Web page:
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How China outsells everyone on facial recognition surveillance

Global manufacturers, consultants and researchers in the facial recognition industry looking to profit from AI surveillance algorithms have a new resource.

Although a new analysis by iconic U.S. government think tank the Brookings Institution is meant more as a warning about growing autocratic hunger for biometric surveillance, it also shows how China has scooped up more import deals than anyone.

In fact, the report concludes that global trade regulation is urgently required to avoid handing autocratic governments the most powerful technological tool to date capable of cost-efficiently repressing popular participation so they can stay in power.

China trades AI surveillance goods with developed economies, including the United States. But it has specialized in selling to autocratic and weak democratic governments.

There few growth categories in the mid-depth report in which China does not dominate every other nation in facial recognition surveillance, according to Brookings’ data.

The United States is in a competitive second place in all the same categories.

China paired with 83 facial recognition surveillance trading partners from 2008 to 2021. The U.S. has 48. And China’s total number of trade deals is 10 percent greater than the U.S.’s.

And all of the advantages that China has in the market are here to stay.

Leaders of the developed economies tend to trade the technology among themselves and predominately pro-democratic nations, limiting their markets. (The U.S. is among those that deviate here. Its leaders sell tools to some weak democracies.)

And the developed economies do not have command economies, which makes it harder to force an industry into global dominance.

Beijing’s autocratic rule is stable, and its leaders are in lock step about using facial recognition to monitor their citizens’ every move with cameras and algorithms. They are continuing to nurture a domestic AI industry in general as an existential exercise.

Exporting the technology to basically anyone is just as important. China is not merely happy to trade with despotic regimes, for all intents and purposes, it sends government and business versions of missionaries to them, spreading the word of facial recognition as a tool for social control.

Resulting imports by China’s despotic customers often stimulate domestic innovation that is used in the country and exported.

And, critically, autocrats are most anxious to buy the systems during periods of political unrest.

Autocracies and weak democracies experiencing unrest in a given year, according to the report, had “significantly higher” imports of Chinese made AI surveillance. There were no instances of import jumps in the two years before or after the troubles. Global manufacturers, consultants and researchers in the facial recognition industry looking to profit from AI surveillance algorithms have a new resource.

Although a new analysis by iconic U.S. government think tank the Brookings Institution is meant more as a warning about growing autocratic hunger for biometric surveillance, it also shows how China has scooped up more import deals than anyone.

In fact, the report concludes that global trade regulation is urgently required to avoid handing autocratic governments the most powerful technological tool to date capable of cost-efficiently repressing popular participation so they can stay in power.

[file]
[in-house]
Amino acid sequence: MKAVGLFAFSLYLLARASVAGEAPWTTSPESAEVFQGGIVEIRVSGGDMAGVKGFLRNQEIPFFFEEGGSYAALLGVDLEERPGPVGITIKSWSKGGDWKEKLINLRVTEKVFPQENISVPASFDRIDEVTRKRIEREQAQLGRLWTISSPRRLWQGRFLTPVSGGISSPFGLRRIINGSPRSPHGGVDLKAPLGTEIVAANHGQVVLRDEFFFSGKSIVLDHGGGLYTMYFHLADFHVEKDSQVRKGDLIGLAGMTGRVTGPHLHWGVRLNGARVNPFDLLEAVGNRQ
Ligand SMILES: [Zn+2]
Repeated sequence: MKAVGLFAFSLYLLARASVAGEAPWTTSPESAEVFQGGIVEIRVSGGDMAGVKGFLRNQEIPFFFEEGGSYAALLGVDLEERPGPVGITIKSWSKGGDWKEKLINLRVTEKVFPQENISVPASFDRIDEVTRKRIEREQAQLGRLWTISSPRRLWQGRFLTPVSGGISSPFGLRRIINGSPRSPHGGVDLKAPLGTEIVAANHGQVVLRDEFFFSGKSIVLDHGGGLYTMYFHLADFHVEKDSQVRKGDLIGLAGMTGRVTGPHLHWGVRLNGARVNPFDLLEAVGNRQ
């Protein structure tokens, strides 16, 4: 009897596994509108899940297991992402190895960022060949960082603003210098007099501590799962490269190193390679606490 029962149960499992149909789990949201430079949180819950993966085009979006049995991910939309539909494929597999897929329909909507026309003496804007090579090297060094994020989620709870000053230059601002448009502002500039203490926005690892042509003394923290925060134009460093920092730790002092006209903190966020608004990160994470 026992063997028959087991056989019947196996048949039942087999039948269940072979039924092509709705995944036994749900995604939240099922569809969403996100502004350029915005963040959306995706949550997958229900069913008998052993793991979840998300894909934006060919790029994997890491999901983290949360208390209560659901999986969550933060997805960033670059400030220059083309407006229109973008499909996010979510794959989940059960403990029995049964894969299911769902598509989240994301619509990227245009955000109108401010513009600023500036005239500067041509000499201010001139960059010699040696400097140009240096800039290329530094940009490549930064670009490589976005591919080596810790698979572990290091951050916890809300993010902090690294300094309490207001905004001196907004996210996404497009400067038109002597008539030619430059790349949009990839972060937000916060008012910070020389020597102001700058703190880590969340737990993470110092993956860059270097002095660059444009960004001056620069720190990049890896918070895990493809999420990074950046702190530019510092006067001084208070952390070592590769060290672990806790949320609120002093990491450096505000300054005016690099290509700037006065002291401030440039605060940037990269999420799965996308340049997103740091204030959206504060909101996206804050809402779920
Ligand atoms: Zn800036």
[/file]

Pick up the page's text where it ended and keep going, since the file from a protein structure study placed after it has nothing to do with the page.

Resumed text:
China trades AI surveillance goods with developed economies, including the United States. But it has specialized in selling to autocratic and weak democratic governments.

There few growth categories in the mid-depth report in which China does not dominate every other nation in facial recognition surveillance, according to Brookings’ data.

The United States is in a competitive second place in all the same categories.

China paired with 83 facial recognition surveillance trading partners from 2008 to 2021. The U.S. has 48. And China’s total number of trade deals is 10 percent greater than the U.S.’s.

And all of the advantages that China has in the market are here to stay.

Leaders of the developed economies tend to trade the technology among themselves and predominately pro-democratic nations, limiting their markets. (The U.S. is among those that deviate here. Its leaders sell tools to some weak democracies.)

And the developed economies do not have command economies, which makes it harder to force an industry into global dominance.

Beijing’s autocratic rule is stable, and its leaders are in lock step about using facial recognition to monitor their citizens’ every move with cameras and algorithms. They are continuing to nurture a domestic AI industry in general as an existential exercise.

Exporting the technology to basically anyone is just as important. China is not merely happy to trade with despotic regimes, for all intents and purposes, it sends government and business versions of missionaries to them, spreading the word of facial recognition as a tool for social control.

Resulting imports by China’s despotic customers often stimulate domestic innovation that is used in the country and exported.

And, critically, autocrats are most anxious to buy the systems during periods of political unrest.

Autocracies and weak democracies experiencing unrest in a given year, according to the report, had “significantly higher” imports of Chinese made AI surveillance. There were no instances of import jumps in the two years before or after the troubles.  Read More   

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